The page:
Because all bourbons should have a mash bill of no less than 51% maize to still be labeled a bourbon, these pairings are restricted. In other words, maize, known for its mild sweetness and subtlety, is always the star of the show. Since the remaining 49% of the mash bill is not subject to inspection, distillers have some leeway in terms of flavor. The remainder of the mash can be made up of any combination of corn, wheat, rye, and barley. The bourbon’s flavor can be altered to be more spicy, earthy, malty, sweet, or mellow depending on the additives employed.

How Does Ageing Affect the Flavour of Bourbon?

The aging process is the other major factor in bourbon’s flavor. Two years of aging in new charred oak barrels are required for all bourbons. All spirits, including whiskey, begin as a clear liquid. The liquor’s rich color and robust flavor are both results of the aging process. Whiskey is dark in color but vodka is transparent since vodka is not aged. Clear tequila, for example, might turn dark after a long aging process. But how does the whiskey acquire its color and flavor from the barrel?

Changes in humidity and temperature cause wood to swell and shrink. Two years later, the whiskey will have absorbed the barrel’s flavors and colors thanks to the wood’s natural breathing process. This might add a vanilla flavor and make the whiskey darker.

Although bourbon has to be aged in oak for at least two years, the quality can vary from distillery to distillery based on the type of oak used and the heat applied to the barrels throughout the aging process.

What Is Finished Whiskey?

You’re probably wondering, “Is there anything else I can do to alter the whiskey’s flavor before it’s bottled?” It is the correct response. Whiskey that has undergone a second round of aging in a barrel other than an American oak one is considered finished whiskey. This adds nuances of flavor like vanilla, honey, tobacco, or fruit to the whiskey.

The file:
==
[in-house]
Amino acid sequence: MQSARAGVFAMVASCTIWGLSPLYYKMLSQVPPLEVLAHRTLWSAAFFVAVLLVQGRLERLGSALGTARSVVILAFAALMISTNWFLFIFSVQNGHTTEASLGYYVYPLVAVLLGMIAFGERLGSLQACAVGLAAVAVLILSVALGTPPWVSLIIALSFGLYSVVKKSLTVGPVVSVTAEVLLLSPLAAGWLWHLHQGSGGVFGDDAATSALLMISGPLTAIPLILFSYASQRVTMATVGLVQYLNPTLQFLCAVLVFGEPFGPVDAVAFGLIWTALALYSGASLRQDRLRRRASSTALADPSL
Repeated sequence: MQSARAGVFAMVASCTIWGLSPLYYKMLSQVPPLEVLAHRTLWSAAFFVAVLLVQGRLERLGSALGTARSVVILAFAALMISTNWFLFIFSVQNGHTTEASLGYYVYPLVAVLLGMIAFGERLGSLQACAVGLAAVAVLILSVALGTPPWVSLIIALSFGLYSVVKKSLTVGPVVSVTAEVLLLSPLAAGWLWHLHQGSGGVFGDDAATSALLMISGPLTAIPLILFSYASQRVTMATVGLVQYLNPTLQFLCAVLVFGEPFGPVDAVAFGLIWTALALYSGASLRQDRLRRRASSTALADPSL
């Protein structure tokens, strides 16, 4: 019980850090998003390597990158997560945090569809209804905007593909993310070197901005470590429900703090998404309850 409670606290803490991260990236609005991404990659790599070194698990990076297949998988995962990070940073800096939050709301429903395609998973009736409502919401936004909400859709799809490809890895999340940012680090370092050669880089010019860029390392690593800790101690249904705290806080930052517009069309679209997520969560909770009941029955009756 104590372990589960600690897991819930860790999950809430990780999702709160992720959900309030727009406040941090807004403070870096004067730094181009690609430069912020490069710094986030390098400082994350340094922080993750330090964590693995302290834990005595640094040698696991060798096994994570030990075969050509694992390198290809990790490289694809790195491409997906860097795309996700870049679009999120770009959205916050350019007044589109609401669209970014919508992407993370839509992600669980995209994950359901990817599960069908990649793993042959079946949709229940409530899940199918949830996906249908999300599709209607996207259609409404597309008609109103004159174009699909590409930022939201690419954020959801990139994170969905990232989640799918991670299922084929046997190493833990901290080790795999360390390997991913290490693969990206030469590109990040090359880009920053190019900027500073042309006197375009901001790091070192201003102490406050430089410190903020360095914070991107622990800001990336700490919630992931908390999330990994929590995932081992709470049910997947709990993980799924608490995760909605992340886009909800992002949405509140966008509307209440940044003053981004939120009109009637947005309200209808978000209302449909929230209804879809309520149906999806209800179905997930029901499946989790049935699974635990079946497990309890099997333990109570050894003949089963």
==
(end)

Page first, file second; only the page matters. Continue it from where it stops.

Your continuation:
To ensure that our whiskies have the most robust flavors possible, we utilize our proprietary spires, which are spiral-cut, toasted pieces of wood.

Which Foods Complement Bourbon Best?

You should try some bourbon now that you’ve learned the basics of its flavor profile. The excellent news is that bourbon whiskey pairs nicely with many different ingredients.

Bourbon whiskey, lemon juice, simple syrup, and on occasion an egg white for foam make up the classic cocktail known as the Whiskey sour. Try it over ice, freshly shaken, for a sweet and sour experience. Whiskey’s caramel and vanilla undertones go well with citrus to create the ideal sipping beverage.

Whiskey is also a popular choice for mixing with soft drinks, especially cola. Whiskey and Coke, as well as whiskey and ginger ale, are two of the most ordered drinks in bars.

What to Take Away From the Bourbon Taste

It’s both thrilling and terrifying to try bourbon for the first time. Bourbon has among the more palatable flavor profiles of any hard liquor, and sampling it can introduce you to a whole new universe of flavors.

Vanilla, caramel, and wood are all prominent in the flavor of bourbon, though the proportions of these ingredients can vary according to the specific bottle. These characteristics are infused into the whiskey during its mash bill and aging processes, with different methods yielding somewhat distinct whiskies. These flavors go well with a wide variety of others, such as citrus and dark sodas. On the other hand, bourbon whiskey tastes delicious neat or in an Old Fashioned.